The cable-stayed bridge by Ben van Berkel (UN Studio) is 800 m long and was opened in 1996. The bridge was named after the humanist Erasmus of Rotterdam and connects downtown with the skyscraper district of "Kop van Zuid". The elegant bridge is also called "de zwaan" the swan.
As one of the few buildings in the city center, the City Hall of Rotterdam survived the bombardment in 1940. The "Stadthuis" was erected in 1920 by the architect Henri Evers and is a protected monument of Rotterdam since 1997.
The former post office was built between 1915-1922 by G. C. Bremer. The façade of the Art Déco building was clad with limestone, the figures were created by the sculptor Joop van Lunteren. Main attraction is the 22.5 m high counter hall.
The late-Gothic church was built between 1449 and 1525. After the bombing attack on Rotterdam in 1940, only the outer walls remained, the interior was completely destroyed by fire. The "Laurenskerk" was rebuilt and opened in 1959 by Queen Juliana. There is a museum in the church, where the story of the cathedral is told. The church does not only serve for worship services it can also be rented for events.
The Beurstraverse is an underground shopping arcade in east-west direction, passing under the main road Coolsingel. You can cross the north-south axis without waiting for traffic lights. The passage was opened in 1996.
Das 43 m hohe Witte Huis gilt als erstes Hochhaus Europas. Das zehnstöckige Haus wurde aus Stahl und Beton errichtet. Da der Untergrund von Rotterdam sehr weich ist wurden Pfähle ins Erdreich getrieben, um ein mögliches Absinken des Bauwerks zu verhindern. Architekt des 1898 errichteten Art Nouveau Gebäudes war Willem Molenbroek. Das Weiße Haus überstand den deutschen Bombenhagel von 1940 und gilt Nationales Monument der Niederlande (Rijksmonument).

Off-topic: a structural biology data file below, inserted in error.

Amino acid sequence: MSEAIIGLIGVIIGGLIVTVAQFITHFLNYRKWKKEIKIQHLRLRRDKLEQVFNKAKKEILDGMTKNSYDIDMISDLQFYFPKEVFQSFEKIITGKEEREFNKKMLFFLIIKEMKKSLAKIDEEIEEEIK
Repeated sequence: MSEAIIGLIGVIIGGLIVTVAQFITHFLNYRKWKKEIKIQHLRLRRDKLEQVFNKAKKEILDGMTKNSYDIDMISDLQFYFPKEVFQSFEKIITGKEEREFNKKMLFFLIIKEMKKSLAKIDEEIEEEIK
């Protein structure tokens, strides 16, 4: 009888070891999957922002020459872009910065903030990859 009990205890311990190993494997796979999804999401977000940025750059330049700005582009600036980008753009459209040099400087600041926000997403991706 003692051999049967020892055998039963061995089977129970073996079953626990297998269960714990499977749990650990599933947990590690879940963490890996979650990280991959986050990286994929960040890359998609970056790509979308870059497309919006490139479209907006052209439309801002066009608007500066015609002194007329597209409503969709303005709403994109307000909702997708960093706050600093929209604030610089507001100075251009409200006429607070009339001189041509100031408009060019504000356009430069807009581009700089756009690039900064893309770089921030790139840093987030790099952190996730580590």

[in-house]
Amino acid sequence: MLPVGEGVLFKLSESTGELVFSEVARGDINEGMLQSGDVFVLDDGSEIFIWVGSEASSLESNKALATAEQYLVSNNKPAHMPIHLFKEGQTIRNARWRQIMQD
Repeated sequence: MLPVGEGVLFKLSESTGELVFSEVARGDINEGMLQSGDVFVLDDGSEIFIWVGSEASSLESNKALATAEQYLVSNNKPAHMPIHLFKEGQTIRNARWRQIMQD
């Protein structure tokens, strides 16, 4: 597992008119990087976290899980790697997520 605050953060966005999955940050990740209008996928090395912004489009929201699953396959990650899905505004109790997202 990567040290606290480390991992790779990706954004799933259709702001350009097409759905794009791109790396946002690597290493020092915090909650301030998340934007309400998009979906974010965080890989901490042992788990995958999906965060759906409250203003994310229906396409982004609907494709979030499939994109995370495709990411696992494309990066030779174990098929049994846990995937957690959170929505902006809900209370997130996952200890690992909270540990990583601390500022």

The sculpture "De verwoeste Stad" by Ossip Zadkine is a landmark of Rotterdam. It commemorates the destruction of the city by the German Luftwaffe on 14 May 1940. After the attack on Rotterdam, the Netherlands surrendered. The historical center of the city was extinguished by the bombs.
The "Delfshaven" was named after the city of Delft. Albrecht I Duke of Holland gave the permission in 1389 to the city of Delft, to built a seaport. Delft is connected to the port via the river Schie. The town of Delfshaven became independent in 1825. In 1886 Delfshaven was incorporated to Rotterdam. Delfshaven is a major tourist spot of Rotterdam, because it still looks like a 17th century painting.
Are there windmills in Rotterdam? Yes, even more than you think. At Kralingse plas, a lake in the district of Kralingen are two very beautiful mills, which still operate (photo). There is also a windmill in Delfshaven and other historic windmills are located in the suburb of Schiedam.
The 550 m long "Maastunnel" was built between 1937 and 1942. Only the two ventilation buildings of the architects van der Bruggen and van der Steur can be seen above ground. Here you will find the accesses to the pedestrian and cycling tunnel.